these were the dog-days. They had contrived by the help of a diamond
that the Queen carried about with her, after the fashion of the time,
to extract a pane or two from the lattices so ingeniously that the
master of the house never found it out. And as their two apartments
looked out different ways, they avoided the full sunshine, for they had
neither curtains nor blinds to their windows, by moving from one to the
other; but still the closeness was very oppressive, and in the heat of
the day, just after dinner, they could do nothing but lie on the table,
while the Queen told stories of her old life in France, till sometimes
they both went to sleep. Most of her dainty needlework was done in the
long light mornings, for she hardly slept at all in the hot nights.
Cis scarcely saw her in bed, for she prayed long after the maiden had
fallen asleep, and was up with the light and embroidering by the window.
She only now began to urge Cicely to believe as she did, and to join
her Church, taking blame to herself for never having attempted it more
seriously. She told of the oneness and the glory of Roman Catholicism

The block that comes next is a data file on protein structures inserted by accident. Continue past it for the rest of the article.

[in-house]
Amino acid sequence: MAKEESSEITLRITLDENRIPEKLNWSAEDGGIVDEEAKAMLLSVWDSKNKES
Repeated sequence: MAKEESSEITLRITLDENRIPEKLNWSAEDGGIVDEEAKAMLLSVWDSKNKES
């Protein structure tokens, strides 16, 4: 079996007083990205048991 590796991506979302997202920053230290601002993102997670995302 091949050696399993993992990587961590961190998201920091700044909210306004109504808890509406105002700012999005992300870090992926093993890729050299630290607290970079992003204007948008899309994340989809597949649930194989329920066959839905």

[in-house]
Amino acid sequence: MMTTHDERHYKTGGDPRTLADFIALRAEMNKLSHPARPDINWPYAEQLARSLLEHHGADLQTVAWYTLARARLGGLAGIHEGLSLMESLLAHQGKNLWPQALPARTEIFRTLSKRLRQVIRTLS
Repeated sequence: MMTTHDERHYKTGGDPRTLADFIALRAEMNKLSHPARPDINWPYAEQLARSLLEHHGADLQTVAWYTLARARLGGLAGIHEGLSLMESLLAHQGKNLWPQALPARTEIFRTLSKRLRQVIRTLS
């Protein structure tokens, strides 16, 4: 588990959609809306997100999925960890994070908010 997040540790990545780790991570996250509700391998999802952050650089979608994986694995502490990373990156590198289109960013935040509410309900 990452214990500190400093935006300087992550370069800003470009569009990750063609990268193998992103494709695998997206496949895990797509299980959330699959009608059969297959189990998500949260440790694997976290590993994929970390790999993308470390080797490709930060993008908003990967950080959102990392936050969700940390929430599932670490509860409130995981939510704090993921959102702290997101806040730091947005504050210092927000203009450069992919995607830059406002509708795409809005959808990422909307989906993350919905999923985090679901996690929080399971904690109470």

as she had seen it in France, held out its promises and professions,
and dwelt on the comfort of the intercession of the Blessed Virgin and
the Saints; assuring Cicely that there was nothing but sacrilege,
confusion, and cruelty on the other side.
Sometimes the maiden was much moved by the tender manner and persuasive
words, and she really had so much affection and admiration for her
mother as to be willing to do all that she wished, and to believe her
the ablest and most clear-sighted of human beings; but whenever Mary
was not actually talking to her, there was a curious swaying back of
the pendulum in her mind to the conviction that what Master Richard and
Mistress Susan believed must be the right thing, that led to
trustworthy goodness. She had an enthusiastic love for the Queen, but
her faith and trust were in them and in Humfrey, and she could see
religious matters from their point of view better than from that of her